You find this attitude very prevalent in Asia, where monks and holy men are accorded an enormous amount of ritualized reverence. This is somewhat akin to the American attitude of idealizing movie stars and baseball heroes. Such people are stereotyped, made larger than life, and saddled with all sort of characteristics that few human beings can ever live up to. Even in the West, we share some of this attitude about meditation. We expect the meditator to be some extraordinarily pious figure in whose mouth butter would never dare to melt. A little personal contact with such people will quickly dispel this illusion. They usually prove to be people of enormous energy and gusto, people who live their lives with amazing vigor. It is true, of course, that most holy men meditate, but they don't meditate because they are holy men. That is backward. They are holy men because they meditate. Meditation is how they got there. And they started meditating before they became holy. This is an important point. A sizable number of students seems to feel that a person should be completely moral before he begins meditation. It is an unworkable strategy. Morality requires a certain degree of mental control. It's a prerequisite. You can't follow any set of moral precepts without at least a little self-control, and if your mind is perpetually spinning like a fruit cylinder in a one- armed bandit, self-control is highly unlikely. So mental culture has to come first.
There are three integral factors in Buddhist meditation --- morality, concentration and wisdom. Those three factors grow together as your practice deepens. Each one influences the other, so you cultivate the three of them together, not one at a time. When you have the wisdom to truly understand a situation, compassion towards all the parties involved is automatic, and compassion means that you automatically restrain yourself from any thought, word or deed that might harm yourself or others. Thus your behavior is automatically moral. It is only when you don't understand things deeply that you create problems. If you fail to see the consequences of your own action, you will blunder. The fellow who waits to become totally moral before he begins to meditate is waiting for a 'but' that will never come. The ancient sages say that he is like a man waiting for the ocean to become calm so that he can go take a bath. To understand this relationship more fully, let us propose that there are levels of morality. The lowest level is adherence to a set of rules and regulations laid down by somebody else. It could be your favorite prophet. It could be the state, the head man of your tribe or your father. No matter who generates the rules, all you've got to do at this level is know the rules and follow them. A robot can do that. Even a trained chimpanzee could do it if the rules were simple enough and he was smacked with a stick every time he broke one. This level requires no meditation at all. All you need are the rules and somebody to swing the stick.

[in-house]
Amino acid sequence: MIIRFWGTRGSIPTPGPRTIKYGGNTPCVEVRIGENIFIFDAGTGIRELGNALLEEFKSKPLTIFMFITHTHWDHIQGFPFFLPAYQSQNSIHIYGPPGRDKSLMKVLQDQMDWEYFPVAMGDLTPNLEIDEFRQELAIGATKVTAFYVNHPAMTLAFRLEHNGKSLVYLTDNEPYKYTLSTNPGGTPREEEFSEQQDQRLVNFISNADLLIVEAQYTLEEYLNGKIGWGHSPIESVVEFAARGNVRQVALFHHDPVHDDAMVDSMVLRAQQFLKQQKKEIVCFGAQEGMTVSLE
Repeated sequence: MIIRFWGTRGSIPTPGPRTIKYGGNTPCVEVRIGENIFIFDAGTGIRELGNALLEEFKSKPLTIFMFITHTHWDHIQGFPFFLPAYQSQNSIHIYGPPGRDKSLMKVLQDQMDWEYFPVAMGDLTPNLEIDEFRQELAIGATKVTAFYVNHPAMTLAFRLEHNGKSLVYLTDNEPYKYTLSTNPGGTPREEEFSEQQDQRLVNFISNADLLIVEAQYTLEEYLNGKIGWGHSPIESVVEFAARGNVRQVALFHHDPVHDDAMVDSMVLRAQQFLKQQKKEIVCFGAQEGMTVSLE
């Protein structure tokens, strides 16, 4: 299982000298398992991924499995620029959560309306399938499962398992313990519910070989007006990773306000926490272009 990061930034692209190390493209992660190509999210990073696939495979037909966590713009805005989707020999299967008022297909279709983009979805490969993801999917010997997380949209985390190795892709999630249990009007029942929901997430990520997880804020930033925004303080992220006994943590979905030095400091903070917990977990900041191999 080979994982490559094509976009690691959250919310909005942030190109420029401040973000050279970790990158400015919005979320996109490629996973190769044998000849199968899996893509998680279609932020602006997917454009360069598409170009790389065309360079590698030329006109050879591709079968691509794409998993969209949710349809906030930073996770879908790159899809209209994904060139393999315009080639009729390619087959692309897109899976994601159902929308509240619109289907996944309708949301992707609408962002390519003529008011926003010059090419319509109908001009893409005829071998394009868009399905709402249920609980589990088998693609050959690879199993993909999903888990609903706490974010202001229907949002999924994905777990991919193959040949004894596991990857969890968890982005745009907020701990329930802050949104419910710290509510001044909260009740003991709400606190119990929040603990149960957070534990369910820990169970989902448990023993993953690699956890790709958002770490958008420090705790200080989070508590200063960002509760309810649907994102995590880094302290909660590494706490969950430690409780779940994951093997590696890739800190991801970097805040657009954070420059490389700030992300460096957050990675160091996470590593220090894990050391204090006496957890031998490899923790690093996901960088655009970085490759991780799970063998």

The next level of morality consists of obeying the same rules even in the absence of somebody who will smack you. You obey because you have internalized the rules. You smack yourself every time you break one. This level requires a bit of mind control. If your thought pattern is chaotic, your behavior will be chaotic, too. Mental culture reduces mental chaos.